The fact that the chorale made a particular impression in Berlin was probably also due to the forces, as Siegfried Ochs reported: “At Reger’s request we had doubled the number of these heavy men, that is, sixteen of them were at our disposal. Reger was very happy with the effect achieved, whereas I myself and most of our listeners were under the impression that these trombones from Jericho had blasted the whole thing into the ground.” (Der deutsche Gesangverein) But this was precisely the effect which Reger desired, as he had suggested to Volkmar Andreae on the occasion of the performance in Zurich: “Please, make the choir as large as possible; at the end it must sound as if the world is collapsing; & when the chorale in the final fugue comes in the trumpets & tenor trombones, it must sound like the Last Judgement!” (Letter dated 11 February 1910)
The double performance in the Christmas concert by the Heidelberg Bachverein on 11 December 1910 under Philipp Wolfrum turned out to be a triumph, especially as the Grand Duke of Hesse travelled specially from Darmstadt “with his consort and retinue”, talked with Reger for “a long time” during the intervals, and subsequently declared himself to be “very appreciative” of the concert (N. N.).5 Some reviewers also gave a positive report of Reger’s interpretation of the text: “The marvellous words of the psalm […] sounded completely new in Reger’s brilliant adaptation, like an artistic revelation. He made the dramatic structure of the text the basis of his musical form, and by penetrating ever deeper into the secret of the dramatic form, the gigantic sound painting arose, the massed grouping of which takes place before the throne of the Almighty, and whose dramatic features show the realms of the blessed.” (Mannheimer Tageblatt)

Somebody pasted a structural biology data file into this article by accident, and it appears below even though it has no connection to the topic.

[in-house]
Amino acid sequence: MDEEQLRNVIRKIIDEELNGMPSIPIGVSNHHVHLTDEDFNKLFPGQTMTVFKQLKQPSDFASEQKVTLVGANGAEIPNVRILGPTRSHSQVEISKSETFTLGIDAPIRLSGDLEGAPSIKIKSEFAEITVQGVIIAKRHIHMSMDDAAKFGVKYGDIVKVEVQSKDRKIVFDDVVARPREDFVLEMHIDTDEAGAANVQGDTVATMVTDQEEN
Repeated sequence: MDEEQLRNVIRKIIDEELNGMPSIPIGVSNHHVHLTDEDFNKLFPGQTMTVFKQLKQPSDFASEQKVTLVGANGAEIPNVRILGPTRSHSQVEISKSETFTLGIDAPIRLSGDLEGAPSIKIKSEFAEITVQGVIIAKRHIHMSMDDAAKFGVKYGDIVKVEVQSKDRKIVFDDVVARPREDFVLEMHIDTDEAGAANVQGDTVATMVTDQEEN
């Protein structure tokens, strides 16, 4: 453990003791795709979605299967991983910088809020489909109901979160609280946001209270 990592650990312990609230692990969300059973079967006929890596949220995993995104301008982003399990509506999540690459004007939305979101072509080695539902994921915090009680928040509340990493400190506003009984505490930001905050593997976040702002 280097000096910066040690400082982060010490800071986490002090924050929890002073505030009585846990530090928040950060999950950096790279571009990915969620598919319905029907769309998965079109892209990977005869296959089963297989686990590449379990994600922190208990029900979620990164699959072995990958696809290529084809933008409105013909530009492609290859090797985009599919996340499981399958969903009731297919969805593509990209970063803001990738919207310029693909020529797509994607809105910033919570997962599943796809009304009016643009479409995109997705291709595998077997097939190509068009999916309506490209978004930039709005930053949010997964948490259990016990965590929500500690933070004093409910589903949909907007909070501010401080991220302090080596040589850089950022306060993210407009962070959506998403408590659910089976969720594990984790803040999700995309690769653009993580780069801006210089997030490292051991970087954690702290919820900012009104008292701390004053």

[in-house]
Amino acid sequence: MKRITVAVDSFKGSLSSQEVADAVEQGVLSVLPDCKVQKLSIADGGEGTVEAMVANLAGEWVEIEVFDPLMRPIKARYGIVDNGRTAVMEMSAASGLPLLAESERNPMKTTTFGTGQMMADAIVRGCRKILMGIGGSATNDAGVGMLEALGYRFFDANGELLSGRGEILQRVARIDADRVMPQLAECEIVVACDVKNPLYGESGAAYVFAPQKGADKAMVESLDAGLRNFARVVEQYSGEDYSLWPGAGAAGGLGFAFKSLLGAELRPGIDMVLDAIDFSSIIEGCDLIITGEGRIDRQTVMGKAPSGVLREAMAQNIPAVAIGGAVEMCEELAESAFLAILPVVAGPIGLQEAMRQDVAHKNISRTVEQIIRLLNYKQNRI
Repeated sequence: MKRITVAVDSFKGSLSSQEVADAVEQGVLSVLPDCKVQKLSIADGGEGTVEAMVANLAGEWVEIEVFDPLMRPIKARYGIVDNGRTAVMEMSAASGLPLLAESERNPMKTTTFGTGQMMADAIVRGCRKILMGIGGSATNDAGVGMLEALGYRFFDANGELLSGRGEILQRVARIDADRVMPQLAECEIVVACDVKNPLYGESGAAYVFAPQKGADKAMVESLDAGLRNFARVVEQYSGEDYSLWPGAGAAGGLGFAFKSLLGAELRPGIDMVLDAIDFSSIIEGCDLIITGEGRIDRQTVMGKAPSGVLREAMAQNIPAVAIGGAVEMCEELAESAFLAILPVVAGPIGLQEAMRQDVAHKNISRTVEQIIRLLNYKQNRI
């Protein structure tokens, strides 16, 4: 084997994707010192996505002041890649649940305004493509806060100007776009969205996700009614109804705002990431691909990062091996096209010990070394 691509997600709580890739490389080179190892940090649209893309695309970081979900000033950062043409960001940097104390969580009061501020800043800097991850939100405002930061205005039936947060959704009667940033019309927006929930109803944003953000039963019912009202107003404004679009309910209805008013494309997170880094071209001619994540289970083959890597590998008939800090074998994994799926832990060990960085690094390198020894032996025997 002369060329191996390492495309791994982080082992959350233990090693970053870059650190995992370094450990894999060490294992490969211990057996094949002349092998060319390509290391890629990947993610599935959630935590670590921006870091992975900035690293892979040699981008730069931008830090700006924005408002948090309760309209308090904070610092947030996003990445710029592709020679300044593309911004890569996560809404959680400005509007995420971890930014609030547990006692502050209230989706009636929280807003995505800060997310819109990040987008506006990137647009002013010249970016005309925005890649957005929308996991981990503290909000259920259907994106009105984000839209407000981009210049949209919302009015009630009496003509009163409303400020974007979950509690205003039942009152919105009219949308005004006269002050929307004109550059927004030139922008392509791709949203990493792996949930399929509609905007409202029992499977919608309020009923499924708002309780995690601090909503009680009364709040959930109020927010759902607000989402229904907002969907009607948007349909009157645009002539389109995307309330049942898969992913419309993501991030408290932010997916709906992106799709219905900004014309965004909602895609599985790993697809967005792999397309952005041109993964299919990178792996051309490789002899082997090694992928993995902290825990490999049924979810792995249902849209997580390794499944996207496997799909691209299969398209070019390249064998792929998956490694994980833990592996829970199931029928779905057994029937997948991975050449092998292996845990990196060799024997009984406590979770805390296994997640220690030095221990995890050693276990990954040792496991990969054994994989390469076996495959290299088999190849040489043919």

While there were still many performances in 1911, in terms of effort, the reception they received did not bring any new reactions. It is remarkable that, after the English premiere of Psalm 100 in the London Music Festival on 22 May 1911 under Sir Henry Wood, the reviewer in the Times, like some of his German colleagues before, harbored the suspicion “that it is the outcome of an active intellect rather than of an emotional purpose”, and postulated that the Lutheran chorale was “the only use of definite melody in the whole work” (review) – an aspect which had still had a positive connotation in Wolfrum’s preparatory article for the performance in Heidelberg in December 1910: “It is not “melodies” which initially attract the singer (on the contrary, these repel him at the beginning, so greatly do they go against the ideal of the beautiful and singable), but what occupies him is the rhythmic energy, the harmonic richness, and the dynamic refinement with which the words of the psalm are set.” (Heidelberger Zeitung)